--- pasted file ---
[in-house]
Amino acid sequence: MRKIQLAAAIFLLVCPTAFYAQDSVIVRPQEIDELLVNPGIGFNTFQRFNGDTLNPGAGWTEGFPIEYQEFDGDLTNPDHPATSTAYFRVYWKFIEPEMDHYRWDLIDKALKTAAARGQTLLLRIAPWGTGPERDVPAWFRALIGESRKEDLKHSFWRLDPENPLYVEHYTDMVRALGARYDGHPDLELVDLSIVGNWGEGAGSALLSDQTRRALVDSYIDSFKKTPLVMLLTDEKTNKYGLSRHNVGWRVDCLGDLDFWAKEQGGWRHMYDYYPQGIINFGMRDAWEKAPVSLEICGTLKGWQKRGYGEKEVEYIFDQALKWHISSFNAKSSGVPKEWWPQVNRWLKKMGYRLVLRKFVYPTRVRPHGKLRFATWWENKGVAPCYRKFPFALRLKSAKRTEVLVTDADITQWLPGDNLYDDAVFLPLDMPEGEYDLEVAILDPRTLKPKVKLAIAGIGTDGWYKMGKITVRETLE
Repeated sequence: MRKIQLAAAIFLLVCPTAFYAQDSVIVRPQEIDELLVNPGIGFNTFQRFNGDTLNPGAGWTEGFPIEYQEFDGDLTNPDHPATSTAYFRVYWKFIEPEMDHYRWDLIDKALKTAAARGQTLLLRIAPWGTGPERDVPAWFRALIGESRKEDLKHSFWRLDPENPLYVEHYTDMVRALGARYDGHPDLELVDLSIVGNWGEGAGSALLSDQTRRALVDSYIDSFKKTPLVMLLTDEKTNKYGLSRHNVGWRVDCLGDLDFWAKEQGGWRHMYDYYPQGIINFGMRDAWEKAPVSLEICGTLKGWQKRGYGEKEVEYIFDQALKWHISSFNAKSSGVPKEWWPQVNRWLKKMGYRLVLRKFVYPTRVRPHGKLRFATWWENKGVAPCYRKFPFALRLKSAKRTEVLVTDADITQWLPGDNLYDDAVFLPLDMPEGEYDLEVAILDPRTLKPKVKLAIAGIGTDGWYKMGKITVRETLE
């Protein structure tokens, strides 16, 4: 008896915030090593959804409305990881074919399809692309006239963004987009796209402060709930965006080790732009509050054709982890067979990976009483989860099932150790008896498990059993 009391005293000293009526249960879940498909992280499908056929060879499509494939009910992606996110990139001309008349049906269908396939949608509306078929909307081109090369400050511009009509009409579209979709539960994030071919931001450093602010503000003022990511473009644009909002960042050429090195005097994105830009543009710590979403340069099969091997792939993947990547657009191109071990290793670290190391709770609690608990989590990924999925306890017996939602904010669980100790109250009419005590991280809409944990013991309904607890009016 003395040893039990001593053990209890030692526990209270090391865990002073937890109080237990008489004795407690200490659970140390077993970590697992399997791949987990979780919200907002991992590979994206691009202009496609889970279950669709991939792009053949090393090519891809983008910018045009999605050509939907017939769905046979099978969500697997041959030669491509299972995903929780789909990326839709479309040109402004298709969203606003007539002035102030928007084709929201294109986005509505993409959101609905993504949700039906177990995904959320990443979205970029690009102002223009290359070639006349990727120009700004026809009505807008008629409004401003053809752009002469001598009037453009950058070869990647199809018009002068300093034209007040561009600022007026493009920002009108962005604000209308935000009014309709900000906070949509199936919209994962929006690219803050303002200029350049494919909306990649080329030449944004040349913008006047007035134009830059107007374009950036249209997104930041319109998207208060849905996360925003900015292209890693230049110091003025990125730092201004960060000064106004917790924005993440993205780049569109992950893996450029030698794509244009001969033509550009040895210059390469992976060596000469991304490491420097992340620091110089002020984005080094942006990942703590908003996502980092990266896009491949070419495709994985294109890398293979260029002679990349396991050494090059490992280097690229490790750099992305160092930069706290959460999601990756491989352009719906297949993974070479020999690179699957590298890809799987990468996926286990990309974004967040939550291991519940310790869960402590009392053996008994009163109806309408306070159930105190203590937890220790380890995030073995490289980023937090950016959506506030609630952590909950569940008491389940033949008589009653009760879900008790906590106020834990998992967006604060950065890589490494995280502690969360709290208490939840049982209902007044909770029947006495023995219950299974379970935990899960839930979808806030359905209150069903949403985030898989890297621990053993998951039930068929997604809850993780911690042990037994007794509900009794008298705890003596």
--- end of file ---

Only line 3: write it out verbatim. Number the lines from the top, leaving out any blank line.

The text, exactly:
Repeated sequence: MRKIQLAAAIFLLVCPTAFYAQDSVIVRPQEIDELLVNPGIGFNTFQRFNGDTLNPGAGWTEGFPIEYQEFDGDLTNPDHPATSTAYFRVYWKFIEPEMDHYRWDLIDKALKTAAARGQTLLLRIAPWGTGPERDVPAWFRALIGESRKEDLKHSFWRLDPENPLYVEHYTDMVRALGARYDGHPDLELVDLSIVGNWGEGAGSALLSDQTRRALVDSYIDSFKKTPLVMLLTDEKTNKYGLSRHNVGWRVDCLGDLDFWAKEQGGWRHMYDYYPQGIINFGMRDAWEKAPVSLEICGTLKGWQKRGYGEKEVEYIFDQALKWHISSFNAKSSGVPKEWWPQVNRWLKKMGYRLVLRKFVYPTRVRPHGKLRFATWWENKGVAPCYRKFPFALRLKSAKRTEVLVTDADITQWLPGDNLYDDAVFLPLDMPEGEYDLEVAILDPRTLKPKVKLAIAGIGTDGWYKMGKITVRETLE